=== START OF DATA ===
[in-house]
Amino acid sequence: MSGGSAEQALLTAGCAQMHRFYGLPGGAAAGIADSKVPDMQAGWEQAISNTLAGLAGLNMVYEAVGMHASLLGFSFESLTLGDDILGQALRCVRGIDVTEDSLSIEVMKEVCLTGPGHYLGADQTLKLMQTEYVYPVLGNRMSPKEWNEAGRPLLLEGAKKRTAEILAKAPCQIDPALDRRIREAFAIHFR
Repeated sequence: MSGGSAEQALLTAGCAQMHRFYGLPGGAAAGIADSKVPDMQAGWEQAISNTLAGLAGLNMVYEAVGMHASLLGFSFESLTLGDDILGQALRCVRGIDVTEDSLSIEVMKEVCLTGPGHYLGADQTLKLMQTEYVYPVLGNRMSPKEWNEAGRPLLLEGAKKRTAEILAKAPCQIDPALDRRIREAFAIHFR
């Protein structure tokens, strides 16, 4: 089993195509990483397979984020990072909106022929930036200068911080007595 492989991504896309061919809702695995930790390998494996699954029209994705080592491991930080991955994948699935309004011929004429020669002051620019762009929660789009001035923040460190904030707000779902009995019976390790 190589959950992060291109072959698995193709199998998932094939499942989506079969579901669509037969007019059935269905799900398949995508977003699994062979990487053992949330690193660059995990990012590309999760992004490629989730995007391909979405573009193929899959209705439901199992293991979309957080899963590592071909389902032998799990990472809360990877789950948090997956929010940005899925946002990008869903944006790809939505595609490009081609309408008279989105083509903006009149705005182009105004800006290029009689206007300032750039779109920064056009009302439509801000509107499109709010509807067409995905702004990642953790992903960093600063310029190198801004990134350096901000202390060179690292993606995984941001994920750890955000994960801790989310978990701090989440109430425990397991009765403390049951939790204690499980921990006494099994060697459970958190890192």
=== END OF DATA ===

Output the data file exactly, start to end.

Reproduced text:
[in-house]
Amino acid sequence: MSGGSAEQALLTAGCAQMHRFYGLPGGAAAGIADSKVPDMQAGWEQAISNTLAGLAGLNMVYEAVGMHASLLGFSFESLTLGDDILGQALRCVRGIDVTEDSLSIEVMKEVCLTGPGHYLGADQTLKLMQTEYVYPVLGNRMSPKEWNEAGRPLLLEGAKKRTAEILAKAPCQIDPALDRRIREAFAIHFR
Repeated sequence: MSGGSAEQALLTAGCAQMHRFYGLPGGAAAGIADSKVPDMQAGWEQAISNTLAGLAGLNMVYEAVGMHASLLGFSFESLTLGDDILGQALRCVRGIDVTEDSLSIEVMKEVCLTGPGHYLGADQTLKLMQTEYVYPVLGNRMSPKEWNEAGRPLLLEGAKKRTAEILAKAPCQIDPALDRRIREAFAIHFR
């Protein structure tokens, strides 16, 4: 089993195509990483397979984020990072909106022929930036200068911080007595 492989991504896309061919809702695995930790390998494996699954029209994705080592491991930080991955994948699935309004011929004429020669002051620019762009929660789009001035923040460190904030707000779902009995019976390790 190589959950992060291109072959698995193709199998998932094939499942989506079969579901669509037969007019059935269905799900398949995508977003699994062979990487053992949330690193660059995990990012590309999760992004490629989730995007391909979405573009193929899959209705439901199992293991979309957080899963590592071909389902032998799990990472809360990877789950948090997956929010940005899925946002990008869903944006790809939505595609490009081609309408008279989105083509903006009149705005182009105004800006290029009689206007300032750039779109920064056009009302439509801000509107499109709010509807067409995905702004990642953790992903960093600063310029190198801004990134350096901000202390060179690292993606995984941001994920750890955000994960801790989310978990701090989440109430425990397991009765403390049951939790204690499980921990006494099994060697459970958190890192």